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Acts 24 American Standard Version (ASV)

24 And after five days the high priest Ananias came down with certain elders, and with an orator, one Tertullus; and they informed the governor against Paul. And when he was called, Tertullus began to accuse him, saying,

Seeing that by thee we enjoy much peace, and that by thy providence evils are corrected for this nation, we accept it in all ways and in all places, most excellent Felix, with all thankfulness. But, that I be not further tedious unto thee, I entreat thee to hear us of thy clemency a few words. For we have found this man a pestilent fellow, and a mover of insurrections among all the Jews throughout [a]the world, and a ringleader of the sect of the Nazarenes: who moreover assayed to profane the temple: on whom also we laid hold: [b] from whom thou wilt be able, by examining him thyself, to take knowledge of all these things whereof we accuse him. And the Jews also joined in the charge, affirming that these things were so.

10 And when the governor had beckoned unto him to speak, Paul answered,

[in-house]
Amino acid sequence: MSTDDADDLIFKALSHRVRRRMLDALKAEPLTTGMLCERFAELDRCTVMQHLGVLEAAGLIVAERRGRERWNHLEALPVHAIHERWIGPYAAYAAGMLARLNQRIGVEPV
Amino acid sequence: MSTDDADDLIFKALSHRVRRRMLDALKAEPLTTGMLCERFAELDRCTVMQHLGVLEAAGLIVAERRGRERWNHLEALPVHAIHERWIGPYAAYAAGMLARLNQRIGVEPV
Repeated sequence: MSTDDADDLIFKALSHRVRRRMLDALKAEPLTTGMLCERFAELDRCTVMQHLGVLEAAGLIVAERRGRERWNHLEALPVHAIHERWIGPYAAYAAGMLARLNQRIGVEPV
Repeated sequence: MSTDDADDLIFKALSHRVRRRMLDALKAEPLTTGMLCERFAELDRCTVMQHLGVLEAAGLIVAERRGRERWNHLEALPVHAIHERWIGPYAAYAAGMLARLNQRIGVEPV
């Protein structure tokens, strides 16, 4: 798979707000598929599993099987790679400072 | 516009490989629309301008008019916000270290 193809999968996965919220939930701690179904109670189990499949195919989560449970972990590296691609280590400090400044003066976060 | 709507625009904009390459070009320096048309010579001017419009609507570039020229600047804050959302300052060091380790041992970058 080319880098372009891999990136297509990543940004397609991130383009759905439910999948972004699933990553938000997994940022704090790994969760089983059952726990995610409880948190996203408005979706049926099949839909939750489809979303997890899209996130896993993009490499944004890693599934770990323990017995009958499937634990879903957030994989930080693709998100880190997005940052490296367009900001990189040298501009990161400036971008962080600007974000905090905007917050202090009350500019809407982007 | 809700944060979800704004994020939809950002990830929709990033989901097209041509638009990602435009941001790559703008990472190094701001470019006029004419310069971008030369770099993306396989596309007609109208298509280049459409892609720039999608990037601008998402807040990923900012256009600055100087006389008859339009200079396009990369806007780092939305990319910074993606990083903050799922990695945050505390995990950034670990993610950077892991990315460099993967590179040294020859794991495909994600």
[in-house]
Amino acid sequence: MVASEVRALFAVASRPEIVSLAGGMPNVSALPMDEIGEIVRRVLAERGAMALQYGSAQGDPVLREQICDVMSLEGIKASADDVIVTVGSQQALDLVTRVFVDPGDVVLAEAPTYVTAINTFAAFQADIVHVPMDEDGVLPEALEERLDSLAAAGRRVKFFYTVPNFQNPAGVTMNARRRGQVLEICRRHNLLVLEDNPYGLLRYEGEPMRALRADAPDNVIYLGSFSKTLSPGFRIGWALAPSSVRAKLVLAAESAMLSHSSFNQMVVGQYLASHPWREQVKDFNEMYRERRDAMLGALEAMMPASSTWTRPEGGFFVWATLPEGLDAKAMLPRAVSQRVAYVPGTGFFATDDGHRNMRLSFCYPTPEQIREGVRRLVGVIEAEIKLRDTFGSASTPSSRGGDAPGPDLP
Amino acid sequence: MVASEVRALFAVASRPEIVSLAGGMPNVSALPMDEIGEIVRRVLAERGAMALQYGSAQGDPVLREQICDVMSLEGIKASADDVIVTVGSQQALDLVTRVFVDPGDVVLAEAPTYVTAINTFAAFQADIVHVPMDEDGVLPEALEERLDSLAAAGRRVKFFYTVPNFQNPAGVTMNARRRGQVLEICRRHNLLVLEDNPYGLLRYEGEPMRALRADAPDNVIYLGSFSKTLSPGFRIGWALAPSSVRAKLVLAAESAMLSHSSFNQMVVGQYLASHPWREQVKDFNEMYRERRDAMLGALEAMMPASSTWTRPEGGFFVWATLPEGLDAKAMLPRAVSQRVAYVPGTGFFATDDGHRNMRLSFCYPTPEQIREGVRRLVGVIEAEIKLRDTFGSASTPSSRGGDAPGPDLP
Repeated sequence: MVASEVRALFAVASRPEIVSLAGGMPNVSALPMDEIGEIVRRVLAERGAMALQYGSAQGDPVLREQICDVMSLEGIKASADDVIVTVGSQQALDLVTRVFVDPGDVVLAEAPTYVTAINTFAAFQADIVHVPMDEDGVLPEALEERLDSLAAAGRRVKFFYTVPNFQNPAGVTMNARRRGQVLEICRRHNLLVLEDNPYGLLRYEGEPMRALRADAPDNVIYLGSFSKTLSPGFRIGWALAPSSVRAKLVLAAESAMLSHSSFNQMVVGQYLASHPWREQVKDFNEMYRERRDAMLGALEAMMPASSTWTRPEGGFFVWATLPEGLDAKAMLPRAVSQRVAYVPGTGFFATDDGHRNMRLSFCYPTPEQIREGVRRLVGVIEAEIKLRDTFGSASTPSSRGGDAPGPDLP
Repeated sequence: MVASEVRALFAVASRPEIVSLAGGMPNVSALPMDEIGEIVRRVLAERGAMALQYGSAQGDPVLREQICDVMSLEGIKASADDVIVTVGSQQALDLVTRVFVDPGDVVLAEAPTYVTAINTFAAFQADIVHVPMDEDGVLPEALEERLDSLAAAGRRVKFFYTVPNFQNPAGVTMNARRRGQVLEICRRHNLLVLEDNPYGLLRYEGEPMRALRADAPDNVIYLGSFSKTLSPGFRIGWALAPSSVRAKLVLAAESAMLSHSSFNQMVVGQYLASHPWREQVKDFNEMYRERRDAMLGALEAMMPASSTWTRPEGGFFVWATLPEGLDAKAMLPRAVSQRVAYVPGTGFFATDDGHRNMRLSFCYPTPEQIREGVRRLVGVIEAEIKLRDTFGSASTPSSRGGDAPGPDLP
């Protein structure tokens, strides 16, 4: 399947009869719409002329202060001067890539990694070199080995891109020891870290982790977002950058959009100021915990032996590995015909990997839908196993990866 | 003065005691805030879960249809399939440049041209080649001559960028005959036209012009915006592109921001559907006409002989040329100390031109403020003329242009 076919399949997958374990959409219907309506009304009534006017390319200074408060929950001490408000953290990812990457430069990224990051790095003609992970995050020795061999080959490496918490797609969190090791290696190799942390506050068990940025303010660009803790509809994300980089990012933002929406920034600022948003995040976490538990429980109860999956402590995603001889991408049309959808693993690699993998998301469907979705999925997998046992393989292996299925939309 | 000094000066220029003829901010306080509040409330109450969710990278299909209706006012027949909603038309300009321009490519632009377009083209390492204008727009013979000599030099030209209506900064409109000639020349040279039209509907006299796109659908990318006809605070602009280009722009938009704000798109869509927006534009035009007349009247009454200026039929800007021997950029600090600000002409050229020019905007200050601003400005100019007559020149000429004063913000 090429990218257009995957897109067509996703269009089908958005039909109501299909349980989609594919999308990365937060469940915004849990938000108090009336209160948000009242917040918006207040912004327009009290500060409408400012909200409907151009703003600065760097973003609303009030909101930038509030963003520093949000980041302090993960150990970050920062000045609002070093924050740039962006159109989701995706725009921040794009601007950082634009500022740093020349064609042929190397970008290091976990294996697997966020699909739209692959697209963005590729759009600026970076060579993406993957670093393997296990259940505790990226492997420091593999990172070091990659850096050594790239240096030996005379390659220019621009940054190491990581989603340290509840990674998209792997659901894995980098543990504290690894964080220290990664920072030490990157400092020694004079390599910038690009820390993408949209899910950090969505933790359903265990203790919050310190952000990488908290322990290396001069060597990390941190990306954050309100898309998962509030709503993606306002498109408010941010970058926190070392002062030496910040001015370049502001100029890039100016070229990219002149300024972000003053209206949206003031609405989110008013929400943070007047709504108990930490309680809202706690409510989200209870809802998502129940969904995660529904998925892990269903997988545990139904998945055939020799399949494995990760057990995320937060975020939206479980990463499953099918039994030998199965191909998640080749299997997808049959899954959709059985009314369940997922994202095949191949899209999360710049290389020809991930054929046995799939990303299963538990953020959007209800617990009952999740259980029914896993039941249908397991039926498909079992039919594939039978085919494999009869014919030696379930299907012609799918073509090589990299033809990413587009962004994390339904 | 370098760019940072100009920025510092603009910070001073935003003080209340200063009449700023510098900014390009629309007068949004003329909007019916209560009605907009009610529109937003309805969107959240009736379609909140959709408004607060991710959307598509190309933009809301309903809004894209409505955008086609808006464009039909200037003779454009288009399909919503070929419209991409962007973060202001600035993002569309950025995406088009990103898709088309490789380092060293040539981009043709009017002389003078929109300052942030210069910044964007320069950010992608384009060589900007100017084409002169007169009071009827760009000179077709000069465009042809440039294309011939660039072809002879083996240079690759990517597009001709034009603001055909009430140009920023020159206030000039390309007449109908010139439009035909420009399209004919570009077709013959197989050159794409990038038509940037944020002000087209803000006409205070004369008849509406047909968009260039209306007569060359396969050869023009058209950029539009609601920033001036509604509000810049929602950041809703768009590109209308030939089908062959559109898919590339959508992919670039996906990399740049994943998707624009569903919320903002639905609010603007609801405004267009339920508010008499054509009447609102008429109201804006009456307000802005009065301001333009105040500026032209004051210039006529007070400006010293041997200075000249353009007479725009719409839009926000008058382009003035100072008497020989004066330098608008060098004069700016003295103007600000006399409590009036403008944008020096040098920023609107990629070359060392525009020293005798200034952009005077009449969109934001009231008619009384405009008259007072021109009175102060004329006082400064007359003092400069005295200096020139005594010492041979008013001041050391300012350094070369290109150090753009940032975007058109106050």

Forasmuch as I know that thou hast been of many years a judge unto this nation, I cheerfully make my defence: 11 seeing that thou canst take knowledge that it is not more than twelve days since I went up to worship at Jerusalem: 12 and neither in the temple did they find me disputing with any man or stirring up a crowd, nor in the synagogues, nor in the city. 13 Neither can they prove to thee the things whereof they now accuse me. 14 But this I confess unto thee, that after the Way which they call a sect, so serve I the God of our fathers, believing all things which are according to the law, and which are written in the prophets; 15 having hope toward God, which these also themselves [c]look for, that there shall be a resurrection both of the just and unjust. 16 [d]Herein I also exercise myself to have a conscience void of offence toward God and men always. 17 Now after some years I came to bring alms to my nation, and offerings: 18 [e]amidst which they found me purified in the temple, with no crowd, nor yet with tumult: but there were certain Jews from Asia— 19 who ought to have been here before thee, and to make accusation, if they had aught against me. 20 Or else let these men themselves say what wrong-doing they found when I stood before the council, 21 except it be for this one voice, that I cried standing among them, Touching the resurrection of the dead I am called in question before you this day.